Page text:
Audrey Stanick was enjoying a leisurely stroll on the Jersey Shore when all of a sudden her attention was drawn to a shiny object in the sand. The object was dark in color and looked like an elongated triangle. Like any curious person would do, she picked it up thinking it might be a shark's tooth. Instead, it turned out to be an arrowhead created in the prehistoric era.
The easy way in which Stanick found the ancient relic is irregular because ancient arrowheads are usually buried under layers of dirt, sand or debris. When Stanick took the relic to curators at the New Jersey State Museum she was told that this the type of discovery usually happens at professional archeology dig sites. Curators examined the arrowhead, which has a dark patina and smooth surface. They reasoned it came from land that is now covered by water. There's no telling how long the arrowhead sat among broken clam shells in a bed of sand before Stanick came along.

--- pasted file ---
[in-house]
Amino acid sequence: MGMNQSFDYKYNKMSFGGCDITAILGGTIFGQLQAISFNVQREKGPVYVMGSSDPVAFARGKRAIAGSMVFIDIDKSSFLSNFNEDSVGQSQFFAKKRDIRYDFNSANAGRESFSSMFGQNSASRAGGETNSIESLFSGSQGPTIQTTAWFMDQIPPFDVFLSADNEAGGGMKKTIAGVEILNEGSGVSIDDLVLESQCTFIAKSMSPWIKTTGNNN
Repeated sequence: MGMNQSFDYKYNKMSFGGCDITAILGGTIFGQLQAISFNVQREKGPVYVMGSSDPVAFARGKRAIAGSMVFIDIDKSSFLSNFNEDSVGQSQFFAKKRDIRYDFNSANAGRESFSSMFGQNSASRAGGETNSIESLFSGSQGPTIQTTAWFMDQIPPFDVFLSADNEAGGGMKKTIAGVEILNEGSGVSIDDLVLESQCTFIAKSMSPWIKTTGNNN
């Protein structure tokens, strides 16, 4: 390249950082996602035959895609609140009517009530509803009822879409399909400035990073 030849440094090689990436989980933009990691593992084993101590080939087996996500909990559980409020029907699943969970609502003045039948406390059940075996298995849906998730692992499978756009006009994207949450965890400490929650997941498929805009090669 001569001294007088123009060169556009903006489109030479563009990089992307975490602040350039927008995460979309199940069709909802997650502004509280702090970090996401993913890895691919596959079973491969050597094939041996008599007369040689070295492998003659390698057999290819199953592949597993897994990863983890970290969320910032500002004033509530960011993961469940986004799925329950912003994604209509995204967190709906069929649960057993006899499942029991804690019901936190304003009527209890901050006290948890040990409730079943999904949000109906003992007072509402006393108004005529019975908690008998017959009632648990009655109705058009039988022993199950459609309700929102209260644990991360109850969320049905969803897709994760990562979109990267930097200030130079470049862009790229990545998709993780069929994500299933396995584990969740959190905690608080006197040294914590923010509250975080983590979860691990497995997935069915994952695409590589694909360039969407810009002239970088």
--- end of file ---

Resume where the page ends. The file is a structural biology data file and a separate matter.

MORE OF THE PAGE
Stanick's arrowhead stands out among most others due to its age and condition. Experts estimate this arrowhead to be between 10,000 and 11,000 years old. The arrowhead is from the Paleo-Indian period, and shaped out of flint rock. Experts speculate its creator was a member of a semi-nomadic tribe who once roamed parts of what is now New Jersey. Experts are comparing the location of this arrowhead to similar relics to find out if they all share a common time period.
Stanick has decided to hang on to the arrowhead, but may donate it to a New Jersey museum in the future. She keeps the rare arrowhead inside of a pouch and carries it in her purse. She enjoys showing it to friends and others.Stanick's find has given museum experts valuable information that helps them learn more about ancient human habitats that once existed on dry land.